Through the power of forgiveness, Rev. Anthony B. Thompson said he successfully foiled the plans of the racist white supremacist who committed a 2015 church massacre in Charleston, S.C.
“He wanted to start a race war, it could have been a race war had we decided to give in and hate him get angry with him and burn up our city or just get mad at every white person we came in contact with, but of course it wasn’t in our heart to do that you know–at least wasn’t my heart to do that as well,” Thompson told Bold TV.
During the criminals first bond hearing, Thompson forgave Dylann Roof, the young, white man who opened fire during a church service at the predominantly black AME Church in Charleston. One of the nine people killed in the massacre was the Reverend’s wife, Myra Thompson. Since then, Thompson said he has learned to let go of his anger, and through that, found inner peace.
“Some people say it was a cowardly act [to forgive], because Dylann didn’t accept my forgiveness, and he doesn’t have to accept my forgiveness, because the forgiveness wasn’t for Dylann — it was for me,” Thompson told Bold TV. “When I told Dylann I forgive him, I’m the one that experiences the peace, I experienced the peace right away.”
In his new book, “Called to Forgive” Thompson talks about his journey in finding peace with the killer and himself.
“I have the same peace right now that sustains me, and that enables me to move forward in my life, and it has aided the community of Charleston to come together,” Thompson said.
Rev. Thompson said he focuses on peace for the victims, saying that one can find peace by forgiving those who have wronged you.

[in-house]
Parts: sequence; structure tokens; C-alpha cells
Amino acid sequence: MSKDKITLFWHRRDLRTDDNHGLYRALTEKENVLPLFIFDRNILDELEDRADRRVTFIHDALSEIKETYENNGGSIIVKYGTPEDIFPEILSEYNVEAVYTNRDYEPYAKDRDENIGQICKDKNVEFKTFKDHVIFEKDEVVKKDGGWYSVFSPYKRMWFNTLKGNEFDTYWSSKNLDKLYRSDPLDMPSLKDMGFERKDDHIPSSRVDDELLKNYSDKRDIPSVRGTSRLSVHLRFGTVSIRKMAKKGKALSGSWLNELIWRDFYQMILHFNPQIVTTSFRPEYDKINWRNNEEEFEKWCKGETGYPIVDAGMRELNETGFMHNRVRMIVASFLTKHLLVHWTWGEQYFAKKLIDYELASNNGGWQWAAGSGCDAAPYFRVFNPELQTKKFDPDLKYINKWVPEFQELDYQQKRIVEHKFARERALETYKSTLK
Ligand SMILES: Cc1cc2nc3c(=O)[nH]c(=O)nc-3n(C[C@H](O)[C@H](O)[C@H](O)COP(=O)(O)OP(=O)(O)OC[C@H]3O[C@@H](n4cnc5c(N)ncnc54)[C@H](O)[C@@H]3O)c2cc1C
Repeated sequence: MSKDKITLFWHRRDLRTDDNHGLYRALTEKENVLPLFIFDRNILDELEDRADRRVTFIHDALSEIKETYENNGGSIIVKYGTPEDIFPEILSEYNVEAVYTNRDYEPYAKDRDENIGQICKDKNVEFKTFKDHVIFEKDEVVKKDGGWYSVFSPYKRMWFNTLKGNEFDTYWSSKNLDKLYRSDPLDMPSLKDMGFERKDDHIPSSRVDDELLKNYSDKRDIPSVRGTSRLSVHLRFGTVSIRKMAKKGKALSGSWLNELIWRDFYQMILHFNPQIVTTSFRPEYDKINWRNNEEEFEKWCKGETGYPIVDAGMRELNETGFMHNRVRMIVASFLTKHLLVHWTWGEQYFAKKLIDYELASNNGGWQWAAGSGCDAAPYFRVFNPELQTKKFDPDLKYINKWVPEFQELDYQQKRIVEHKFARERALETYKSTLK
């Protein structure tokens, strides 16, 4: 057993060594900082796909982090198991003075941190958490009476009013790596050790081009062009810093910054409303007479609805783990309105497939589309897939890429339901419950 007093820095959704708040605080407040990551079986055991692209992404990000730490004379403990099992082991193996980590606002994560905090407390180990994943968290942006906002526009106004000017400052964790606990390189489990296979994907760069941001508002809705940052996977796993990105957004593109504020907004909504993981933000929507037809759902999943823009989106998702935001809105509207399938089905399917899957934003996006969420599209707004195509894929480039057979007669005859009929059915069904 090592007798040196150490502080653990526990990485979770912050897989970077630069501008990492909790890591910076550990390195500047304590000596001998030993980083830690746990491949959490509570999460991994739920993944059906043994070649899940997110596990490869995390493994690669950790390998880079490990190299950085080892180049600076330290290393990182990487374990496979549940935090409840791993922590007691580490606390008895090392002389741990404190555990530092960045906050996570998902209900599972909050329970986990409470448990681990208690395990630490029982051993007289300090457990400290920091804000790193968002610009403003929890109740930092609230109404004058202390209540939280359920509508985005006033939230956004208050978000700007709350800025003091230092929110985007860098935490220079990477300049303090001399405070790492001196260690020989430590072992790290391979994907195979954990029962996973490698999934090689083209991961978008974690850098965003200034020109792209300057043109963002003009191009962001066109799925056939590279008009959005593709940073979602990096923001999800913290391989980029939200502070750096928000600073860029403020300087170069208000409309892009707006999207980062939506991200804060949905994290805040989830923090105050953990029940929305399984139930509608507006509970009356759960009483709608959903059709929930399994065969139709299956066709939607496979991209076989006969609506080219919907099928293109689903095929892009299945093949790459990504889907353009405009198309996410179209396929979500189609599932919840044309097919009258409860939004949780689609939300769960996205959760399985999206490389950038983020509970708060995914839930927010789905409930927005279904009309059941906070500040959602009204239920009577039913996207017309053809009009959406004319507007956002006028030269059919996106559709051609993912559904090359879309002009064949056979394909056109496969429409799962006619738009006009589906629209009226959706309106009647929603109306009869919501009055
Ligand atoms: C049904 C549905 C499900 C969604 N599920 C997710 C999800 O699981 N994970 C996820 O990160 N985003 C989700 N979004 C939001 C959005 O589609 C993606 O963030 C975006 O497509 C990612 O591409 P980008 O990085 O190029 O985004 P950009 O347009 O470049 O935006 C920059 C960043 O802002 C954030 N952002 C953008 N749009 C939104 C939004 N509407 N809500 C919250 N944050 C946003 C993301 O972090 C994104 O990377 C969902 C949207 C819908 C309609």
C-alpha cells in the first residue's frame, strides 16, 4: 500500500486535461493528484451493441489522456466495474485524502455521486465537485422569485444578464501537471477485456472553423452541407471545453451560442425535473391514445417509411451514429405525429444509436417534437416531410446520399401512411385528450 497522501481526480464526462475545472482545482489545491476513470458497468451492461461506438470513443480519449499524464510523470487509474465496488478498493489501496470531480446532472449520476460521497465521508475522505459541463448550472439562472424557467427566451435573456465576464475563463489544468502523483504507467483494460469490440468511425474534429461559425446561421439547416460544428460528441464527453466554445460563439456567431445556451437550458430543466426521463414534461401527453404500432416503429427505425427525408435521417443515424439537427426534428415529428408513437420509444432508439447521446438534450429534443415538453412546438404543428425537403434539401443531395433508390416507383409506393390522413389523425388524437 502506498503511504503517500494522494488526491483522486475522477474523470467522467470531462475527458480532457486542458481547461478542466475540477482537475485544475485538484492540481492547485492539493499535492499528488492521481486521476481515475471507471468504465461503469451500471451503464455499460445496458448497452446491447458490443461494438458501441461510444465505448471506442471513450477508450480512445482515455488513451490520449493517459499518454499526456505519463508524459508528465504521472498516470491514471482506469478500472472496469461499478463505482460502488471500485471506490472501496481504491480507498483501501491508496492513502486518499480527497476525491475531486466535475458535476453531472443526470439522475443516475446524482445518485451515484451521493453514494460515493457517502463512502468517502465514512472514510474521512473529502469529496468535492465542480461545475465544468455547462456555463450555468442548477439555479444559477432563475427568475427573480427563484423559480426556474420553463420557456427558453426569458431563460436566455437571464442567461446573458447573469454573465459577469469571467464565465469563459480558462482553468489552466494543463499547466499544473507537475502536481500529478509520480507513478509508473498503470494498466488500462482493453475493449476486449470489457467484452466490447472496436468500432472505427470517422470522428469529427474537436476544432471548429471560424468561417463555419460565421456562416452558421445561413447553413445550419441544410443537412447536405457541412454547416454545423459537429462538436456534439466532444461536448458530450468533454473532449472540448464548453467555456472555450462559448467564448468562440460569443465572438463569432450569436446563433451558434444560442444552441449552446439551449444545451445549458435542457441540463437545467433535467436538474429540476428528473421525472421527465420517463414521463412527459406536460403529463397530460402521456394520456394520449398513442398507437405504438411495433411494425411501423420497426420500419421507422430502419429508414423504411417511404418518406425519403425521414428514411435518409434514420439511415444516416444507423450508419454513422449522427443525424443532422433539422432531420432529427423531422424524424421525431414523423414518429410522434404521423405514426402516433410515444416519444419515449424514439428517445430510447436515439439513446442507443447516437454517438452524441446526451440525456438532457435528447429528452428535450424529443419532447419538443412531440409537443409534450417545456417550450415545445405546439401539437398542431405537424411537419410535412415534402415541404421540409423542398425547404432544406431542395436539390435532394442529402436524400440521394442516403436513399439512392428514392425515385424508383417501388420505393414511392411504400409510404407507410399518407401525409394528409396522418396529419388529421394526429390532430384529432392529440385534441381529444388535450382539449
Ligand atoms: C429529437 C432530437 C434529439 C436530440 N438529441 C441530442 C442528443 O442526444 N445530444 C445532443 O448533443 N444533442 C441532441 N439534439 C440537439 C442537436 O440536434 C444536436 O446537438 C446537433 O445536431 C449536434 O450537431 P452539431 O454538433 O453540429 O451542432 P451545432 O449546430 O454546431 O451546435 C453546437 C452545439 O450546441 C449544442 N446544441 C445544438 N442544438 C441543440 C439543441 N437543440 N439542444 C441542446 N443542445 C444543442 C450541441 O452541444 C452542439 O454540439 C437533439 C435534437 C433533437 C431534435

“You’re not letting yourself get pushed around, you’re relieving yourself of the burden you’re carrying that you didn’t have to carry — the burden of hate and anger, being angry at somebody,” he said.
Thompson spoke with Bold TV about what he calls a “slave mentality” that a lot of people carry around when they are angry toward someone from another race.
“Why would I have a slave mentality?” Thompson said. “I’m not a slave, I don’t have to pretend to be nice to a white person, thinking they’re going to do some harm to me, that’s out of the question.”
Thompson said he is concerned about today’s culture, which he says centers around violence. “What’s happening in our culture today is that there is a lot of violence, people are angry and carry a lot of burdens because someone did them wrong, instead of talking about it or trying to resolve the problem with whoever their problem is with, they just pick people at random, including for no reason people they don’t know.”
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